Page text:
State law to help Native Hawaiians
HONOLULU — A new state law allowing proof of ancestry to be taken from several sources is expected to make it easier to expand the roll of Native Hawaiians — a move that could help them form their own government.
The law that went into effect on Monday aims to increase the number of people on the roll by reducing paperwork and redundancy on various lists of Native Hawaiians such as those at Kamehameha Schools and for homestead land leases, Hawaii News Now reported Thursday.
“Just the other week I was talking to one of my good friends and she had mentioned to me, ‘I have list fatigue already,’” said Naalehu Antony, a member of the Native Hawaiian Roll Commission, also known as Kanaiolowalu.
The new law will allow the commission to use information from entities such as Kamehameha Schools, the Department of Hawaiian Home Land and the Department of Health to compile the roll.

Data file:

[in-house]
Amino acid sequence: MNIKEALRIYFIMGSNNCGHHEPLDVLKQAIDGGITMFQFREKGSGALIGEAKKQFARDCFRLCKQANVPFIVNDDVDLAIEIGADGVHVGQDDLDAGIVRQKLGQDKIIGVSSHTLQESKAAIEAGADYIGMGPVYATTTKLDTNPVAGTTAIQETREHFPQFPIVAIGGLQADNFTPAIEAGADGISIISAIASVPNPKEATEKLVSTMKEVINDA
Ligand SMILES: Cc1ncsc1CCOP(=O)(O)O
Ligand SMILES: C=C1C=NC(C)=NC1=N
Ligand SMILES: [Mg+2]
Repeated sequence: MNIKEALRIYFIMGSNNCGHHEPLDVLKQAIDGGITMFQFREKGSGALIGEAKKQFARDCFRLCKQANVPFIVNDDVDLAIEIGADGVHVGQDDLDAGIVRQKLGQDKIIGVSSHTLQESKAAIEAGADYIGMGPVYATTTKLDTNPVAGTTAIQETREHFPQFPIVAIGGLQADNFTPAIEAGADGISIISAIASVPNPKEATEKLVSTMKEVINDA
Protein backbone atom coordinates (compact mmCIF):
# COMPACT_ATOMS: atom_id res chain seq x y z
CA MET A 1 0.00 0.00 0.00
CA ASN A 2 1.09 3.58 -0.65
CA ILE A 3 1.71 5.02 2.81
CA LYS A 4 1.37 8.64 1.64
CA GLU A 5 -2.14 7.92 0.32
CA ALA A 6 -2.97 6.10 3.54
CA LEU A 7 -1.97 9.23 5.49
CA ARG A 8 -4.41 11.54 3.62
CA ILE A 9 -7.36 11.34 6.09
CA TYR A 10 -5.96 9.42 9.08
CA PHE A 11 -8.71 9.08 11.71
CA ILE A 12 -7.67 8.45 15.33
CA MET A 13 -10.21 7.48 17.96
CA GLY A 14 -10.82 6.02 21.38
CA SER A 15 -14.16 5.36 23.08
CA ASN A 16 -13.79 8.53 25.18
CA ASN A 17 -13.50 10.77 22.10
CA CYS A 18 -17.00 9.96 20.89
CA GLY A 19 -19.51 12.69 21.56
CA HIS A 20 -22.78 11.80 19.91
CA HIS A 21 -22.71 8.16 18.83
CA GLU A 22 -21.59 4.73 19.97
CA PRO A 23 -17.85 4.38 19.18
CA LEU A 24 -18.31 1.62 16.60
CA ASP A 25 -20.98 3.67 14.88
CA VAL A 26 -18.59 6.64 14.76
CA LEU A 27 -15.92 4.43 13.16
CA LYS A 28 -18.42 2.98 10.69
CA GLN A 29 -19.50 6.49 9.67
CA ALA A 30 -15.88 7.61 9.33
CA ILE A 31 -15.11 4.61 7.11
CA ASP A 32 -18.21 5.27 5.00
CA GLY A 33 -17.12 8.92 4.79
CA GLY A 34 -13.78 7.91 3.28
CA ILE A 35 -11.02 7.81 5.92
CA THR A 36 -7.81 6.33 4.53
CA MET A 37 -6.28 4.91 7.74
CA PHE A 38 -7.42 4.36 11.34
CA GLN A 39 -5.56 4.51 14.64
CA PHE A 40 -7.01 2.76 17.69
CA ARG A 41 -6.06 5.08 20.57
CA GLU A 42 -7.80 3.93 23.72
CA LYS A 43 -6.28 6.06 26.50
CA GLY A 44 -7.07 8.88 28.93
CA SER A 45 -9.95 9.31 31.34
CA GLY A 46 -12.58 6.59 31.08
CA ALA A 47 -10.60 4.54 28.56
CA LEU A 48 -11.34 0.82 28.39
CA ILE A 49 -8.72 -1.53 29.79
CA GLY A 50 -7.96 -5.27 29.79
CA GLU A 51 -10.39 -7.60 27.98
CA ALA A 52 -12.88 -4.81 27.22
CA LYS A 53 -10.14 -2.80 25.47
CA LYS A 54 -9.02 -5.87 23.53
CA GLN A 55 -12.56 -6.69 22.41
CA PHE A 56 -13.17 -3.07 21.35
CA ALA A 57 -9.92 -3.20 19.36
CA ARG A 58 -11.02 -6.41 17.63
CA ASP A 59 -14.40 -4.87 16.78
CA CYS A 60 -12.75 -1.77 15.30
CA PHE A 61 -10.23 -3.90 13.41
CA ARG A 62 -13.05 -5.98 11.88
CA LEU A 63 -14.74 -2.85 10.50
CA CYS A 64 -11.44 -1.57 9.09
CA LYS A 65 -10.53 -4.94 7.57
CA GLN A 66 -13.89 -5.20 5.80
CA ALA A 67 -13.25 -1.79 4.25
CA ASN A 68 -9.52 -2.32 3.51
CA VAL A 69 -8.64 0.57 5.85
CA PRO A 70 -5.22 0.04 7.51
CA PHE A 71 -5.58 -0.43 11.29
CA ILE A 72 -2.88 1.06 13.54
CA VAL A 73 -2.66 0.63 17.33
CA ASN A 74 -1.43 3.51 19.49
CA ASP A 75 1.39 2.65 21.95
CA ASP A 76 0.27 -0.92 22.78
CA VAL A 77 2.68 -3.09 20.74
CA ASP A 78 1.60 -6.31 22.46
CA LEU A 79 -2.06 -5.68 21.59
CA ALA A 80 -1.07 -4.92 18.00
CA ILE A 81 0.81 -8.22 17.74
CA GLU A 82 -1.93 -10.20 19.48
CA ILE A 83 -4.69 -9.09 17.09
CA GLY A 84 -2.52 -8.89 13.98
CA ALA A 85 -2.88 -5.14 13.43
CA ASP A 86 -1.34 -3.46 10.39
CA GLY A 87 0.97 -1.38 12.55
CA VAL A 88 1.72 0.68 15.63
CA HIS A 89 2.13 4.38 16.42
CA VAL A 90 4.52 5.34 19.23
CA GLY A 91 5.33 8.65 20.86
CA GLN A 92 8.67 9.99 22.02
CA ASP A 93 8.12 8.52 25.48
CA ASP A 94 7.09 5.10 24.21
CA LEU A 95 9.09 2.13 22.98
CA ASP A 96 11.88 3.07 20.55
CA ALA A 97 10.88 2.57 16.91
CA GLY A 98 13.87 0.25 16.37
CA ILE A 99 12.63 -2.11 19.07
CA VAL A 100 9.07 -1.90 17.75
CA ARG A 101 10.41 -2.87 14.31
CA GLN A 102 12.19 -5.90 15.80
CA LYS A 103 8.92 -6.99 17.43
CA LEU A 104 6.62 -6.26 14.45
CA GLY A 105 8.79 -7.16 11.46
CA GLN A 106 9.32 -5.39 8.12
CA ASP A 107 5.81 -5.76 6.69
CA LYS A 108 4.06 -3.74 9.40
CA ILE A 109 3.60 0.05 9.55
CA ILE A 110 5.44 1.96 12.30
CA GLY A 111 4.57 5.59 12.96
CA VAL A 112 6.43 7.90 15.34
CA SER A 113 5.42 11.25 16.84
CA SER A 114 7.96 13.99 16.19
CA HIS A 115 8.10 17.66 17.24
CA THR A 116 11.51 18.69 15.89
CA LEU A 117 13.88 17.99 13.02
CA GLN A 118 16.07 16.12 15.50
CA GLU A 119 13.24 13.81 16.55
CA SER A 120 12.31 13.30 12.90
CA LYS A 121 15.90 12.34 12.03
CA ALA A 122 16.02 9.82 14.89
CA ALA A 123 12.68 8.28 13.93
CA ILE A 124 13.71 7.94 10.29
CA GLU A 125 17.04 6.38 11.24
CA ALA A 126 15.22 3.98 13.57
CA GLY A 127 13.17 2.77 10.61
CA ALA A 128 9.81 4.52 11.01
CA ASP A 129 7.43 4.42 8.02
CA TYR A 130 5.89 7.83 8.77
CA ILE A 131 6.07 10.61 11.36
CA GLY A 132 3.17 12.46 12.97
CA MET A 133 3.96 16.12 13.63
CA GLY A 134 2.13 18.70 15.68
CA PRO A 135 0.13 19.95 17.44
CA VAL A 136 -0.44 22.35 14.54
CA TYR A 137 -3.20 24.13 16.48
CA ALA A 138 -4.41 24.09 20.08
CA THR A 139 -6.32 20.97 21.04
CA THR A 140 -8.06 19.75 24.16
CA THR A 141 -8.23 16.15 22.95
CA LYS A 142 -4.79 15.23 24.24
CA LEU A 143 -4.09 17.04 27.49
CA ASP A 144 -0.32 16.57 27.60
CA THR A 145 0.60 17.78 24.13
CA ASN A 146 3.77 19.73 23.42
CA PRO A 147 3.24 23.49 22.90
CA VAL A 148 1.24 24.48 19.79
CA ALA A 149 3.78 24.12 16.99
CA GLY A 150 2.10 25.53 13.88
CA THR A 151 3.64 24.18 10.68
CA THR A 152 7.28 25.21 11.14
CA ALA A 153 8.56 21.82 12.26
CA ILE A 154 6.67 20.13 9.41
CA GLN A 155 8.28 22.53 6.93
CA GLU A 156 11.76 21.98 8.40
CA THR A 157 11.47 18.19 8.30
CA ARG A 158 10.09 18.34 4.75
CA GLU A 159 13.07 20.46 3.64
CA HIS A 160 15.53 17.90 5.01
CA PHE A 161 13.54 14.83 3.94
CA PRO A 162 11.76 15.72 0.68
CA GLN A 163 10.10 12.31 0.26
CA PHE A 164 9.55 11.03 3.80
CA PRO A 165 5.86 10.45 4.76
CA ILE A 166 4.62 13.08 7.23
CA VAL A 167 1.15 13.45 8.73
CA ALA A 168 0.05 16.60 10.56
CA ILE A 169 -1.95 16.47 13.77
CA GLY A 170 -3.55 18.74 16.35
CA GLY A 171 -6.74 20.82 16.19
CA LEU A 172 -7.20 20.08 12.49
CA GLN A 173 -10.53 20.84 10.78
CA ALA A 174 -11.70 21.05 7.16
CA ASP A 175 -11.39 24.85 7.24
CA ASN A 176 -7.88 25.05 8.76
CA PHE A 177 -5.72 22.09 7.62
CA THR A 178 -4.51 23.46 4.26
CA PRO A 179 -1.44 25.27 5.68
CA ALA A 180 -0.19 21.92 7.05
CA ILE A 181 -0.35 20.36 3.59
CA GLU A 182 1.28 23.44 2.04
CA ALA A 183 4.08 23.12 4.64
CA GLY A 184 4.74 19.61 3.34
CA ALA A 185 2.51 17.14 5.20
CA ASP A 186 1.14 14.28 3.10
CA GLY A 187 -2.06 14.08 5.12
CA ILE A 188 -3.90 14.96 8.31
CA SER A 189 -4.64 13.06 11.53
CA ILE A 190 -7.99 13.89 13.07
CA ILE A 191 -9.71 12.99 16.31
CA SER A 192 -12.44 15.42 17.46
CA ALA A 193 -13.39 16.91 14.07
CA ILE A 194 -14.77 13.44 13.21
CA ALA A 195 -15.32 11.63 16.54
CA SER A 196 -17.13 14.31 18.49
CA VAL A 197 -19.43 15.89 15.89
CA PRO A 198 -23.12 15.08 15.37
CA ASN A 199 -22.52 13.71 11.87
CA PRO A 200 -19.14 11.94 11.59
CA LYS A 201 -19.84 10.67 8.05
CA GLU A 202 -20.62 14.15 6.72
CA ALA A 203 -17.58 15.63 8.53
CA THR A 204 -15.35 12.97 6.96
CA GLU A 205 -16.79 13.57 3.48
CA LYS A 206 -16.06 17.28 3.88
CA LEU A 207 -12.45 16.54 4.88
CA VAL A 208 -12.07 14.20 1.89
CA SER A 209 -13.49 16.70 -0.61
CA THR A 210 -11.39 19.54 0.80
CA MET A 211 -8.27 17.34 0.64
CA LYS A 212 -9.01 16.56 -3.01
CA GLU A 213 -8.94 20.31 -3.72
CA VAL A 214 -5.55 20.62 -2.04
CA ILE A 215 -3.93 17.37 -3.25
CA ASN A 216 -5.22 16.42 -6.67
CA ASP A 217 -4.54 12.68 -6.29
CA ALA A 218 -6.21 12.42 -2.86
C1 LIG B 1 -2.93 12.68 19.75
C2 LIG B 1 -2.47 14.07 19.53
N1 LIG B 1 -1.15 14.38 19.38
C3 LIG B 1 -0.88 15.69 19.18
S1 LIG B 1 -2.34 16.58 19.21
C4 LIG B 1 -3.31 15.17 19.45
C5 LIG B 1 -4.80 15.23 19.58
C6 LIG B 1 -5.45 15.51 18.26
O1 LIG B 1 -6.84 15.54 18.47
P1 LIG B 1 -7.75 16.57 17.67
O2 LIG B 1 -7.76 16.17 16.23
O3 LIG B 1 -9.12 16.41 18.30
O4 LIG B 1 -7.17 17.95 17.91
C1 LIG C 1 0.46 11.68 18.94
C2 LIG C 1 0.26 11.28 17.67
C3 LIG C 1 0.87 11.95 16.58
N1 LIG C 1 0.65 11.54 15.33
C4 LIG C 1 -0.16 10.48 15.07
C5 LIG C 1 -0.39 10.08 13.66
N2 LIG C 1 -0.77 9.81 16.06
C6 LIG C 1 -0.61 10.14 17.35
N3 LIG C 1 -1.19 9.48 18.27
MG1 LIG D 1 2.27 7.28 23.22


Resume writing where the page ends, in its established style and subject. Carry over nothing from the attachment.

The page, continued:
For example, a verification letter from Kamehameha Schools will be sufficient proof that someone is Native Hawaiian, Anthony said.
With a comprehensive list, Native Hawaiians could follow American Indian tribes in forming their own governments.
There are currently less than 15,000 people on the Hawaiian roll. The deadline to sign it has been extended to January.
Health officials have also agreed to confirm if someone is Native Hawaiian instead of the person having to pay $10 to request a birth certificate.
“We’ve simplified the process to be able to ask the Department of Health, given this person’s name and this person’s date of birth if they’re Hawaiian and it’s just a yes or no,” Anthony said.
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